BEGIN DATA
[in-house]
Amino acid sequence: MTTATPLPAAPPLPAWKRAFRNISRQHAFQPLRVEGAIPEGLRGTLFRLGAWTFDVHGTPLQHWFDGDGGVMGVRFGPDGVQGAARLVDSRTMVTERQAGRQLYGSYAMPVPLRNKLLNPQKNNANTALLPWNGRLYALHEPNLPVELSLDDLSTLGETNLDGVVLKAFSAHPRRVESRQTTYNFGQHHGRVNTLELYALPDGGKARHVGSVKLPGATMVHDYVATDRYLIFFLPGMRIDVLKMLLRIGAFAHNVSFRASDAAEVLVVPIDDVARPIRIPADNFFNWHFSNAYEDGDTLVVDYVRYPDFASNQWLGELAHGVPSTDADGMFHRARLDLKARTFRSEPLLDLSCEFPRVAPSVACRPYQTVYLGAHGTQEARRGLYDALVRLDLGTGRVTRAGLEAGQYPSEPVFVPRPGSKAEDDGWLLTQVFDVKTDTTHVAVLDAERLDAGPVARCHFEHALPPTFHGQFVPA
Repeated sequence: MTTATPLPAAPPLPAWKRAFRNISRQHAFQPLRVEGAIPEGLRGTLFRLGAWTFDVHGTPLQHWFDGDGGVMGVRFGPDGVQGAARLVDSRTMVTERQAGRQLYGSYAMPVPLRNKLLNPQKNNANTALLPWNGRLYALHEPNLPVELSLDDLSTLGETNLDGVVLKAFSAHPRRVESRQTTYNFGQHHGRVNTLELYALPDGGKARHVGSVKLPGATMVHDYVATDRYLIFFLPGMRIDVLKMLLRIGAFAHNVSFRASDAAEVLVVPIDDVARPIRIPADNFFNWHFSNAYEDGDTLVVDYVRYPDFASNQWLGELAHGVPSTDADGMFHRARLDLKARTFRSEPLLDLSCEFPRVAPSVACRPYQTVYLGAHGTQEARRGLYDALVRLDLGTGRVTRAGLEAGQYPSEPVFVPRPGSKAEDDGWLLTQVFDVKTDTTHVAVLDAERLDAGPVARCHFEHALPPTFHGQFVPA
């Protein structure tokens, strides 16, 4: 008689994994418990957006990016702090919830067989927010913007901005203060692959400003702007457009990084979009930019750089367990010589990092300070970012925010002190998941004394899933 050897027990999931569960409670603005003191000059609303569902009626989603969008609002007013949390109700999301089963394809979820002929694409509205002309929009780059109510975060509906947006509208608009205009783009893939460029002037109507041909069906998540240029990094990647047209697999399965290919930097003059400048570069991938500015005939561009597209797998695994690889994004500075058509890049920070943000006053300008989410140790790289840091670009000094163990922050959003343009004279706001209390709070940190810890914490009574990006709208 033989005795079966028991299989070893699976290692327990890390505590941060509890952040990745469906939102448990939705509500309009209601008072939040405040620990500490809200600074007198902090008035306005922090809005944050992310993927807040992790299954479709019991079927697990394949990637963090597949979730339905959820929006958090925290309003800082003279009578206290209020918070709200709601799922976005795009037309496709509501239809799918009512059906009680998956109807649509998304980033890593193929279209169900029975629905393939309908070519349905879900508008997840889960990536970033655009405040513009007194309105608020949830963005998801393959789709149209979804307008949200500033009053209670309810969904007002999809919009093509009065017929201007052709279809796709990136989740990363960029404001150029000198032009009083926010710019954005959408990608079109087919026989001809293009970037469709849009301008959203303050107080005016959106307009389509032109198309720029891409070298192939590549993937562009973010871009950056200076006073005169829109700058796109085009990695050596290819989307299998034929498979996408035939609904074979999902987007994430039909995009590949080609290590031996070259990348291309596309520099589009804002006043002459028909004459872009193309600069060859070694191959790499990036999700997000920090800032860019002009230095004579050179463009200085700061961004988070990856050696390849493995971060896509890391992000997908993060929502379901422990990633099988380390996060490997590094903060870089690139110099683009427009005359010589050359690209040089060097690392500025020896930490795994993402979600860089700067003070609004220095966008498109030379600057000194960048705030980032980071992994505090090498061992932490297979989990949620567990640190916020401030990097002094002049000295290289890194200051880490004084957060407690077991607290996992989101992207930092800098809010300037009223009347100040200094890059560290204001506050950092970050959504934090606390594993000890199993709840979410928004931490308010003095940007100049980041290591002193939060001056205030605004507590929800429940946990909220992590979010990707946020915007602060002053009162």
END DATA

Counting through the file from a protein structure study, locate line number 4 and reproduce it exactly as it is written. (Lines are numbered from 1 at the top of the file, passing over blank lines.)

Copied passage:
């Protein structure tokens, strides 16, 4: 008689994994418990957006990016702090919830067989927010913007901005203060692959400003702007457009990084979009930019750089367990010589990092300070970012925010002190998941004394899933 050897027990999931569960409670603005003191000059609303569902009626989603969008609002007013949390109700999301089963394809979820002929694409509205002309929009780059109510975060509906947006509208608009205009783009893939460029002037109507041909069906998540240029990094990647047209697999399965290919930097003059400048570069991938500015005939561009597209797998695994690889994004500075058509890049920070943000006053300008989410140790790289840091670009000094163990922050959003343009004279706001209390709070940190810890914490009574990006709208 033989005795079966028991299989070893699976290692327990890390505590941060509890952040990745469906939102448990939705509500309009209601008072939040405040620990500490809200600074007198902090008035306005922090809005944050992310993927807040992790299954479709019991079927697990394949990637963090597949979730339905959820929006958090925290309003800082003279009578206290209020918070709200709601799922976005795009037309496709509501239809799918009512059906009680998956109807649509998304980033890593193929279209169900029975629905393939309908070519349905879900508008997840889960990536970033655009405040513009007194309105608020949830963005998801393959789709149209979804307008949200500033009053209670309810969904007002999809919009093509009065017929201007052709279809796709990136989740990363960029404001150029000198032009009083926010710019954005959408990608079109087919026989001809293009970037469709849009301008959203303050107080005016959106307009389509032109198309720029891409070298192939590549993937562009973010871009950056200076006073005169829109700058796109085009990695050596290819989307299998034929498979996408035939609904074979999902987007994430039909995009590949080609290590031996070259990348291309596309520099589009804002006043002459028909004459872009193309600069060859070694191959790499990036999700997000920090800032860019002009230095004579050179463009200085700061961004988070990856050696390849493995971060896509890391992000997908993060929502379901422990990633099988380390996060490997590094903060870089690139110099683009427009005359010589050359690209040089060097690392500025020896930490795994993402979600860089700067003070609004220095966008498109030379600057000194960048705030980032980071992994505090090498061992932490297979989990949620567990640190916020401030990097002094002049000295290289890194200051880490004084957060407690077991607290996992989101992207930092800098809010300037009223009347100040200094890059560290204001506050950092970050959504934090606390594993000890199993709840979410928004931490308010003095940007100049980041290591002193939060001056205030605004507590929800429940946990909220992590979010990707946020915007602060002053009162």